The first time I used a laundromat was in Milwaukee the summer of 2011. I worked at a missions camp for three months, and every weekend my team and I would venture to the laundromat down the road to take care of our dirty clothes. I’d always had a washer/dryer wherever I’d lived, so this was a foreign experience for me.
I actually enjoyed it. I enjoyed sitting to the side with my laptop while my clothes tumbled in a chamber next to those of an African-American man twice my age and a single mom’s on the other side, her three toddlers nipping at her heels on the other side of the room.
The laundromat is the great equalizer. We’re all the same here. We all have dirty clothes, we all need cleaning, and we all unite here for restoration.
My current home in Asheville does not have a washer/dryer setup, and so for the first time since Milwaukee, I find myself loading up the car every other week for a trip to the laundromat down the road. It’s a nice one, too. Free WiFi, free coffee, lots of space for anxious kiddos to run around and lots of rocking chairs for anxious introverts to sit and rock and write.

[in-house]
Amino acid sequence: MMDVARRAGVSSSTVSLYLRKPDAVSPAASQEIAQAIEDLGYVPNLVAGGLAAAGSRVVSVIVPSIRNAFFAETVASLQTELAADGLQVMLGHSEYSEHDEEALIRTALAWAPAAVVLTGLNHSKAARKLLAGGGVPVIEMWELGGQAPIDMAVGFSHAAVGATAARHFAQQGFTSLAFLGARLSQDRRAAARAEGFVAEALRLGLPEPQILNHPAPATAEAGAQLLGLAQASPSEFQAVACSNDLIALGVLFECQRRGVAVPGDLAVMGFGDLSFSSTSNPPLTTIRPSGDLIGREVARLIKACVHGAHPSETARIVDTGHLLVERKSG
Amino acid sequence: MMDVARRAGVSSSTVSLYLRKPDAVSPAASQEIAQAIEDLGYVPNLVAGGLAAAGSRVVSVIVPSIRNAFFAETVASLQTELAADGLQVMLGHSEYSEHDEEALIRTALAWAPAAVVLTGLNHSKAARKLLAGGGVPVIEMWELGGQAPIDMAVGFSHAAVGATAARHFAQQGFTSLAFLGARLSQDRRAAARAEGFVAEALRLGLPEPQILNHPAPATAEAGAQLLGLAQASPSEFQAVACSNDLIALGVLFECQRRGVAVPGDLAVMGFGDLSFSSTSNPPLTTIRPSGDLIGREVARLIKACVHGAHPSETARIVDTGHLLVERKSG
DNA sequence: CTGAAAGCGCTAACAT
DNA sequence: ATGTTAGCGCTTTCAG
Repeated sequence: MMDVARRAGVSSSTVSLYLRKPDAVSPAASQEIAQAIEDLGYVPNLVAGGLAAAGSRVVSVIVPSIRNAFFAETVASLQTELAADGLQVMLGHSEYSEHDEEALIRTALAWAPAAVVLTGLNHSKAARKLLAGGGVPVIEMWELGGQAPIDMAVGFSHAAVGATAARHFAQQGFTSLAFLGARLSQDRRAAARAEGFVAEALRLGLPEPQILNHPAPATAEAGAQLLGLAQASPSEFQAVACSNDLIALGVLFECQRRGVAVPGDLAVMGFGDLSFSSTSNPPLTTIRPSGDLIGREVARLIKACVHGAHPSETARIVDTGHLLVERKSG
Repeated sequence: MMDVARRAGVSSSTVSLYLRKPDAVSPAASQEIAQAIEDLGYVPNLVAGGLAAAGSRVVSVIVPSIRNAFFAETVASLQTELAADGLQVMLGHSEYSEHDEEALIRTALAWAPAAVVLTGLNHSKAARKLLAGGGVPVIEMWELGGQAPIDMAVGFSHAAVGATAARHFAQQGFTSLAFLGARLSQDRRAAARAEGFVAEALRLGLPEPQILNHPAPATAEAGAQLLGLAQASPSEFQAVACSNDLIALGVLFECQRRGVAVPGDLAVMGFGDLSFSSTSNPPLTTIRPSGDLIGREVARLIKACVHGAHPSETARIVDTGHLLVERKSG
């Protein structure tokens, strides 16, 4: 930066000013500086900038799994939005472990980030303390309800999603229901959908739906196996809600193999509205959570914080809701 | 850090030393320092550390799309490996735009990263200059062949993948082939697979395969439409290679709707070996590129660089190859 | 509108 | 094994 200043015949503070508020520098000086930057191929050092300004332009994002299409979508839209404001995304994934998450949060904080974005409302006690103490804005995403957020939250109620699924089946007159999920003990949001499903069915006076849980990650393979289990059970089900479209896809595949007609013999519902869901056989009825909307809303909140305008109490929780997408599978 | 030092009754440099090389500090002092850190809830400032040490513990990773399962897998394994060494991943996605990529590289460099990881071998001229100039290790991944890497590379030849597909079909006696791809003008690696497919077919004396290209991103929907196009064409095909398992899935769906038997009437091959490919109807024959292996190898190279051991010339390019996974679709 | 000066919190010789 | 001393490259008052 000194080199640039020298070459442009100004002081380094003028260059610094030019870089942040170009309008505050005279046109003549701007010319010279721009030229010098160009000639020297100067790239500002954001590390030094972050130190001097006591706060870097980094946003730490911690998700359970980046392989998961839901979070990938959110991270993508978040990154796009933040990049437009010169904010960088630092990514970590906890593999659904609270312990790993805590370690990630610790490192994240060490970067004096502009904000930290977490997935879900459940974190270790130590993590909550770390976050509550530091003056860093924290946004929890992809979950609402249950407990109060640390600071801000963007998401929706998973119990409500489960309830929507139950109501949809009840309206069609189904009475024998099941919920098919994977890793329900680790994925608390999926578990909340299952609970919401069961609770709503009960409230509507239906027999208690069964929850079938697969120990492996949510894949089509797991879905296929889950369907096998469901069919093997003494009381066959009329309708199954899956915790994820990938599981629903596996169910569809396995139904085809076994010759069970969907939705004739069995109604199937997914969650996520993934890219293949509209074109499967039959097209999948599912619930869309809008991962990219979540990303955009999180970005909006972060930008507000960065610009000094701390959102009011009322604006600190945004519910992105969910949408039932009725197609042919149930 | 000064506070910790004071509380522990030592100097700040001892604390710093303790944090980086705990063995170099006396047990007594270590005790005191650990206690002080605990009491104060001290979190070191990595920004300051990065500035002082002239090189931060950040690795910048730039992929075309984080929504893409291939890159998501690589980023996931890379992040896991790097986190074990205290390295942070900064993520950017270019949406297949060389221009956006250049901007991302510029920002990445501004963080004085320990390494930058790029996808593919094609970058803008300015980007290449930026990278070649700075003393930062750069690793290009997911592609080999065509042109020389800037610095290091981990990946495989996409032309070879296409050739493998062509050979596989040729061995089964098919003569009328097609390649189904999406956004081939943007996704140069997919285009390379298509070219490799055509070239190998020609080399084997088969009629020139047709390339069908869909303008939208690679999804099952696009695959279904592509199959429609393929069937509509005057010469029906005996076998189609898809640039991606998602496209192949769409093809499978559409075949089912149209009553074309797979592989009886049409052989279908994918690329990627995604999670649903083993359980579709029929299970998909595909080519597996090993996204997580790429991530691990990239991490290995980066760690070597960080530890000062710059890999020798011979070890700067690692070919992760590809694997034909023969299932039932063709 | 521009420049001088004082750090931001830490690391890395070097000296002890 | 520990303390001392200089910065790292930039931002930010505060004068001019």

It’s no secret I often feel inferior to the rest of the human race. Particularly men. I don’t feel very manly when I’m quiet or sensitive or anxious or reclusive or self-doubting or writing about my compounding thoughts and feelings.
And yet here at the laundromat, we’re all the same, he and I. The bearded man in the poncho and the tattooed one with gauged earrings.
We’re all loading up our chambers.
Sitting and waiting. Together. The same.
Every last one of us in need of restoration.
This is Day 13 of #MakeNovemberTolerable. Keep checking back every day this month for new stories and discoveries of beauty where beauty may be hard to find.